On Monday night, almost 100 Marblehead residents gathered under at tent in the pouring rain outside the Veterans Middle School for a Town Meeting that saw the approval of 17 articles, including a $97 million-plus budget.
In a similar vein, on Saturday, 272 voters in properly spaced chairs on a West Newbury ballfield held up their cards and made democracy happen there.
And on June 22, when Merrimac’s polls opened for a town election strained by the limits of a pandemic, Town Clerk Gwen Lay Sabbagh had help from other town and city clerks to make things run smoothly.
Traditional New England town meetings and local elections have been turned on their heads, along with everything else. Some clerks have taken their town meetings outdoors, with planning, well-separated chairs, and requests that voters wear masks and respect social distancing guidelines. Salisbury, which held its meeting inside a hot gymnasium, was an outlier. In spite of well-spaced chairs, having the meeting inside likely scared off any number of older voters fearful of the virus.
Local elections have had to adapt as well, with clerks urging residents to mail in ballots or, if they plan to vote in person, to abide by the rules to keep every safe.
Lay Sabbagh, the Merrimac town clerk, said she was concerned about keeping poll workers safe, especially those in high-risk categories. So to get the job done, “we have been creative in having new poll workers assist with our elections,” including three town hall employees who could help because Town Hall itself is still closed to the public.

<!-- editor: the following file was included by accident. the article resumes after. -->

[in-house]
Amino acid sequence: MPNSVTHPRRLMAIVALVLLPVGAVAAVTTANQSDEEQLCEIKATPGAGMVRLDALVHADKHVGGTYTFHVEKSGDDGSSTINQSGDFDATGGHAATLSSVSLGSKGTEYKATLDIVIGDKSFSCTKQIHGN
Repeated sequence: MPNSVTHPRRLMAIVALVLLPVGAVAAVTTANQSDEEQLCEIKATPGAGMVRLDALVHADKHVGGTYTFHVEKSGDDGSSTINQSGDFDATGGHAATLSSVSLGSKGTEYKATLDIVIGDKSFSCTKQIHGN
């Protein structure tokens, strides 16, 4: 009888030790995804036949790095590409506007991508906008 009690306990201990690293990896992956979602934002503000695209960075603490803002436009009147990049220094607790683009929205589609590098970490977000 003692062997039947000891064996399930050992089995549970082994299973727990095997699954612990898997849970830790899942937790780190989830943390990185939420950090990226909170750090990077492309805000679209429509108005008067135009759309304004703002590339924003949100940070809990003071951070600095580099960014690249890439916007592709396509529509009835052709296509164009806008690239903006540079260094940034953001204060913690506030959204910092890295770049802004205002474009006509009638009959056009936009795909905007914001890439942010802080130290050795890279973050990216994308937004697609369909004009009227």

Lay Sabbagh also had help from Amesbury City Clerk Christine Dixon, North Andover Town Clerk Trudy Reid, Haverhill Assistant City Clerk James Blatchford and Town Clerk Valerie Fox, who drove up from Lincoln to lend a hand. Fox said Lincoln’s election had been the week before, “so I was delighted to be able to offer support” with Merrimac’s election.
Lay Sabbagh noted, “City and town clerks have a long history of helping each other,” often when there is a recount or special election. With election dates on different days this year, “We can help each other because there are fewer conflicts in same-day elections.”
Open-air town meetings on a ballfield or in a stadium. Willing and able town officials and volunteers stepping up to help in a neighbor’s town election.
This is what democracy looks like.